‘Redeem the Dream’
To the editor:
Dennis Minsky’s column in the July 9 Independent [“A Higher-Stakes July 4th, ” page A3] spoke to me.
This past July Fourth, being like no other in my lifetime, I spent much of the day thinking about what I’d like to be hearing from our president, yet realizing that this was an exercise in fiction, because what needed to be said would never be said by the current occupant of the White House.
I must have composed half a dozen speeches in my head thanking the people of this country for their recent sacrifices, laying out a future that furthers this great idea of a country (as Dennis’s daughter put it), and reminding everyone that we’re still a work in progress. Like Dennis, I thought about what makes us unique and what makes this 250-year-old experiment so difficult.
Sure, I remember lying on a beach blanket with my family and watching a splendid fireworks display, but I also remember the subtle and not-so-subtle racism on display in my own family. The disconnects among pride in country, bombs bursting in air, and the us-and-them mentality of people living side by side in a supposed melting pot continue to be our challenges.
Reading that column, I remembered last year’s Boston Pops celebration, 21-year-old Amanda Gorman, the first U.S. National Youth Poet Laureate, and her amazing poem, “Believer’s Hymn for the Republic.” Her cry “to redeem the dream” is even more moving this year.
Her Sun-filled Harbor
To the editor:
Some recent discussion in Provincetown has been about renaming Bradford Street Extension. One idea that has been floated is to rename it Mary Oliver Street.
Another possible way to honor and recognize the “Bard of Provincetown,” as she was referred to by the New York Times, could be to name the new East Park the town acquired from the late Elena Hall for our own Pulitzer Prize-winning Mary Oliver, who lived in the East End for over 50 years before she left us.
This fall and winter the town planning dept., public landscape committee, and recreation commission will begin a formal community input process for the park’s design and use. Maybe renaming the park for Mary Oliver could be considered in the process.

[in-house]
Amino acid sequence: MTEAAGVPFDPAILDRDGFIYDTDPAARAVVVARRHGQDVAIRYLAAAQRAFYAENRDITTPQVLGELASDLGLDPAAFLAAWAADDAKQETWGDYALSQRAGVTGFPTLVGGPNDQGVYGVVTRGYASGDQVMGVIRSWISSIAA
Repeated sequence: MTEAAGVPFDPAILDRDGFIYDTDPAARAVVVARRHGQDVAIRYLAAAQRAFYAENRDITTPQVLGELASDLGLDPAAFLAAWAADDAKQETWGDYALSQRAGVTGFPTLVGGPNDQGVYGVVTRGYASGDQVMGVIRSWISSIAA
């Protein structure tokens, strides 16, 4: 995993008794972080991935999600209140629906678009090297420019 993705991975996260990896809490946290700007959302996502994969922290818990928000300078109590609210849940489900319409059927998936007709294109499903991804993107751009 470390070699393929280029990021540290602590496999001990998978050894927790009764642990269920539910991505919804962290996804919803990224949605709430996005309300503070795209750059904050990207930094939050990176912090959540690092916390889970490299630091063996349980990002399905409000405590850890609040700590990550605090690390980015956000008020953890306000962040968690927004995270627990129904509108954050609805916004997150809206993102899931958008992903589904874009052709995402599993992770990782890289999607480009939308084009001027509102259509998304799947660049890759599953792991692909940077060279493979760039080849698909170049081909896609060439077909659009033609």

Such a park might include a plaque with her own words: “My sun-filled harbor, no more than a blue comma on the map of the world, but to me, the emblem of everything.”
Too Many Still Maskless
To the editor:
The Provincetown Select Board has now extended the hours of mandated mask wearing on Commercial Street from Bangs Street to Franklin Street, 24/7. But a mandate is only as effective as its enforcement. A fine would go a long way towards compliance.
The town has installed signs, but more are needed. Visitors most likely don’t know where Bangs and Franklin streets are. And signage should not be confined to just the mandated zone. For instance, signs should be at all pay stations and other heavily trafficked areas.
As I drove down Commercial Street Monday, I noticed too many people still maskless. I stopped and reminded each one that they were in a mask-mandated area. Four apologized and quickly pulled out a mask. People nearby who heard gave me a thumbs up. Unfortunately, most ignored my polite request to put on their mask and protect Provincetown.
Provincetown must protect the health of its residents, visitors, and economy with diligent monitoring and enforcement.
To the editor:
I’ve been vacationing on the Cape for many years, and I have long been puzzled by traffic signs along Route 6, mostly in Eastham. I write in hopes that someone on your staff or a fellow reader can elucidate. These signs say: “High Traffic Enforcement Area.”
For years I have searched in vain to see how this was carried out. How on Earth do they enforce high traffic? Do the local authorities go around knocking on doors and forcing people to go out and drive around?
There’s plenty of traffic but I have always supposed that’s because the Cape is so popular during the summer, not because the crowded street was created by cops or someone making people get out on the road.
Okay. I guess one of you is going to tell me that the signs actually mean something else. That a key word like “Rules” or “Regulations” should have been included. Indeed! This should be the worst that is happening to our language.
Clarity in speech leads to clarity in thought.
Bronx, N.Y. and South Wellfleet